In addition to its vocabulary based beginnings, the influence of English grammatical structures in German is becoming wider, which in turn has affected translators who are working from English to German. In a 2005 interview with Die Welt newspaper, the German translator of the internationally acclaimed Harry Potter series, Klaus Fritz, was asked if there were any particular translation mistakes that annoyed him. Fritz replied that ‘the use of “nicht wirklich” for the stupid Anglicism “not really”. It should be “eigentlich nicht”, you hear that used less and less[5]’ (Freund et al 2005). Whilst grammatical choices like this are fairly low level and do not or would not affect the majority of translated texts, the potential for using translated English grammatical structures in place of German ones could potentially affect German usage, both in translation and in source texts. These anglicised grammar structures illustrate the potential that literal translation has on actively influencing German grammar and its prevalence in everyday culture. Through social media and the internet, English word usage has shaped German word choice and structure, with younger generations opting to use the literal translation over the established equivalent.

Although In Germany, the use of Denglish appears to be mostly limited to vocabulary and the occasional grammatical structure, hybrid-language translation is now on the rise. In 2016, Ilan Stavan produced a Spanglish translation of ‘The Little Prince’, ‘El Little Principe’ for Tintenfass publishers. Stavan has argued that despite Spanglish lacking in standardised spelling and grammar, this ‘hybrid tongue’ is spoken all across the American continent, and characterises Spanglish’s three main characteristics as fluent code-switching between Spanish and English, simultaneous translation and the use of neologisms. Through its constant use in the media and on the Internet, Spanglish has now become ‘normalised’, particularly for younger generations. Stavan’s translation draws upon using English adjectives, ‘un beautiful dibujo’ whilst retaining Spanish noun genders and applying them to English nouns, such as ‘una boa constrictora’.  With his ‘El Little Principe’, Stavan is clearly arguing the case that Spanglish has now become a recognised language in its own right, even going as far to say that readers deserve to ‘have access to classics in their own tongue’ (Stavans 2017).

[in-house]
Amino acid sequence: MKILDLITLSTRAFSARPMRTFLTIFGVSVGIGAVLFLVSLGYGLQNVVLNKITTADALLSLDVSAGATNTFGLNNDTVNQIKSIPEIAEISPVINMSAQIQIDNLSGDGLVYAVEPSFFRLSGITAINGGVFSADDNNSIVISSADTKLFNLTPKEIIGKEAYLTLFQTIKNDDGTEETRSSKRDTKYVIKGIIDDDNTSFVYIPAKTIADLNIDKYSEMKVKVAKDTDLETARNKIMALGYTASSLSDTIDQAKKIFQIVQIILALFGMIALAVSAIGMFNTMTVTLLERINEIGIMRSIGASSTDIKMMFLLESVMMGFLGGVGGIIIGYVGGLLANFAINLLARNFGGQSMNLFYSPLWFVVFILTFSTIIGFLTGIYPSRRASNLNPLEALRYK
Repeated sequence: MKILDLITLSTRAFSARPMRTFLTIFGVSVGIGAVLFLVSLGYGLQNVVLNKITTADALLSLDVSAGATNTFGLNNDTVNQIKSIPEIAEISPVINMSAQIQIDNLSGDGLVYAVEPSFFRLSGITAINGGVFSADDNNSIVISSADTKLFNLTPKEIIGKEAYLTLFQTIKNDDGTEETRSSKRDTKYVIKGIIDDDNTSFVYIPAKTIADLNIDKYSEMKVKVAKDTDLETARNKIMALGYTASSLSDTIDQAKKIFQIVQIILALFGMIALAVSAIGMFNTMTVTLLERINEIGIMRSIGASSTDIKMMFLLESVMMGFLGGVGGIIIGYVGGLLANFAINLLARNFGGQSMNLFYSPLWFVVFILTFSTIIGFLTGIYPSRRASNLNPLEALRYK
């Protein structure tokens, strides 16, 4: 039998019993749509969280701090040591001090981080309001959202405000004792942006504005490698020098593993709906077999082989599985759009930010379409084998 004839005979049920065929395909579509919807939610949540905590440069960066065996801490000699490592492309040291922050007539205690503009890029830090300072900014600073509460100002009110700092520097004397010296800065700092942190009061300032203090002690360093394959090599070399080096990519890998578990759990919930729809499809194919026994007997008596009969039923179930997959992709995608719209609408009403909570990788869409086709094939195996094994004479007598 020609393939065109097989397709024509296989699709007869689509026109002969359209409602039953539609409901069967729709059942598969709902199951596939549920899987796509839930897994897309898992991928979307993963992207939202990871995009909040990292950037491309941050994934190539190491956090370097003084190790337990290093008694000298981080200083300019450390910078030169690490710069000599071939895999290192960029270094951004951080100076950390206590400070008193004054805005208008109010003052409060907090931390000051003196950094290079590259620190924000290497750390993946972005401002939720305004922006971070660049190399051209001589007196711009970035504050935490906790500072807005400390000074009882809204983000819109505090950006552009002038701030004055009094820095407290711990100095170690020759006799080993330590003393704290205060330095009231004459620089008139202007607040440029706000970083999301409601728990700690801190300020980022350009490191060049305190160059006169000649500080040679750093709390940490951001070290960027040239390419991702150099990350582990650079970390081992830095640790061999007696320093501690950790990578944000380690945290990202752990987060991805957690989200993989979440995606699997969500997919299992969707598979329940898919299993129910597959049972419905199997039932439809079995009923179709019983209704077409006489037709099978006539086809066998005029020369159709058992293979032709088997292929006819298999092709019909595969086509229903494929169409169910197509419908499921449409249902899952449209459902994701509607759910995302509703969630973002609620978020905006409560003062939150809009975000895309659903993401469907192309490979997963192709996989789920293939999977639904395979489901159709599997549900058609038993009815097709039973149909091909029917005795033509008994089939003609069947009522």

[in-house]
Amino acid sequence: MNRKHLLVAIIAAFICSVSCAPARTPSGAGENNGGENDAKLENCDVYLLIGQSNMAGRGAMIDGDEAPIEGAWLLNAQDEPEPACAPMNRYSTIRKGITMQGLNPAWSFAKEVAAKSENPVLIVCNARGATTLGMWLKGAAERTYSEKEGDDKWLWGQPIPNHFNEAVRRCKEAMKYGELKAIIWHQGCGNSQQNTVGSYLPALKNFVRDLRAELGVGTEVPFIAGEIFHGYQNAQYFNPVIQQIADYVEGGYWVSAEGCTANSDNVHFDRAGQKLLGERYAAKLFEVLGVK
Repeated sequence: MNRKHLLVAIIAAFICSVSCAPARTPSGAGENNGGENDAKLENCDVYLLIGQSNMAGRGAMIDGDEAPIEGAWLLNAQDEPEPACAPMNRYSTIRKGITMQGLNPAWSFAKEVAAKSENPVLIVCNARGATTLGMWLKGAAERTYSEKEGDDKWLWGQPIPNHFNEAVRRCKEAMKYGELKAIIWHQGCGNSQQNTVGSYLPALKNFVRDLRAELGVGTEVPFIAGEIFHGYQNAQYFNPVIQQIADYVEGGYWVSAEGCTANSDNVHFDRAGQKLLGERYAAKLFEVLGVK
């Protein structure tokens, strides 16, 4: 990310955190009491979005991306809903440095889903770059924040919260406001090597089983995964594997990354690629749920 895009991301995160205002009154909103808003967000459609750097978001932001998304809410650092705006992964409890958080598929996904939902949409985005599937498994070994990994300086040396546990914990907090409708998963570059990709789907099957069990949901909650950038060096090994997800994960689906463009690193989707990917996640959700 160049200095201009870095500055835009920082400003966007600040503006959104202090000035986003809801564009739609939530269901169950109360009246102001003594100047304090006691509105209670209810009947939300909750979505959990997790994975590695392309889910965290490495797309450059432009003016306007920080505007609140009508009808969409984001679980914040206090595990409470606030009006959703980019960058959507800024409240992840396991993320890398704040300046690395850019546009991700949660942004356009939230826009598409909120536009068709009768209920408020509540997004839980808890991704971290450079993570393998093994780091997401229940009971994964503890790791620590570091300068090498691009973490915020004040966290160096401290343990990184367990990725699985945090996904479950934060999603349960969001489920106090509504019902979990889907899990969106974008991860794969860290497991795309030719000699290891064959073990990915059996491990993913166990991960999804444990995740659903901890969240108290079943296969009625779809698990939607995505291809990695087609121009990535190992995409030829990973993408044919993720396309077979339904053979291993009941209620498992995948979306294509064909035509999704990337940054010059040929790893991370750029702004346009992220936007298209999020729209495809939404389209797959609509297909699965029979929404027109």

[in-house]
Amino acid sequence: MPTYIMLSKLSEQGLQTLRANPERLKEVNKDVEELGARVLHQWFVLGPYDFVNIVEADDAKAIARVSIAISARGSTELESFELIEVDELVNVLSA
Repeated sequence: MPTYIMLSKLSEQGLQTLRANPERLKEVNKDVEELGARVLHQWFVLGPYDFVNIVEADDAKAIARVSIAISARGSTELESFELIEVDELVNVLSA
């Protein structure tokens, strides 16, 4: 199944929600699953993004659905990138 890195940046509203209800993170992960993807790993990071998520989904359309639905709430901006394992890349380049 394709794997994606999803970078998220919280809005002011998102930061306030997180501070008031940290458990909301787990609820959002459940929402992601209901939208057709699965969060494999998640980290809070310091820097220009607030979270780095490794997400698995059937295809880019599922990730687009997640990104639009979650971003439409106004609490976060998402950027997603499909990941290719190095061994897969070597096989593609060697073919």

The current rise and influence of English on the German language is indisputable. The influx and metamorphosis of languages by foreign cultures is also nothing new, but in contrast to other historic language changes, that were influenced by physical invasion, the internet and social media poses a continuous ‘threat of invasion’ that is unlikely to wane.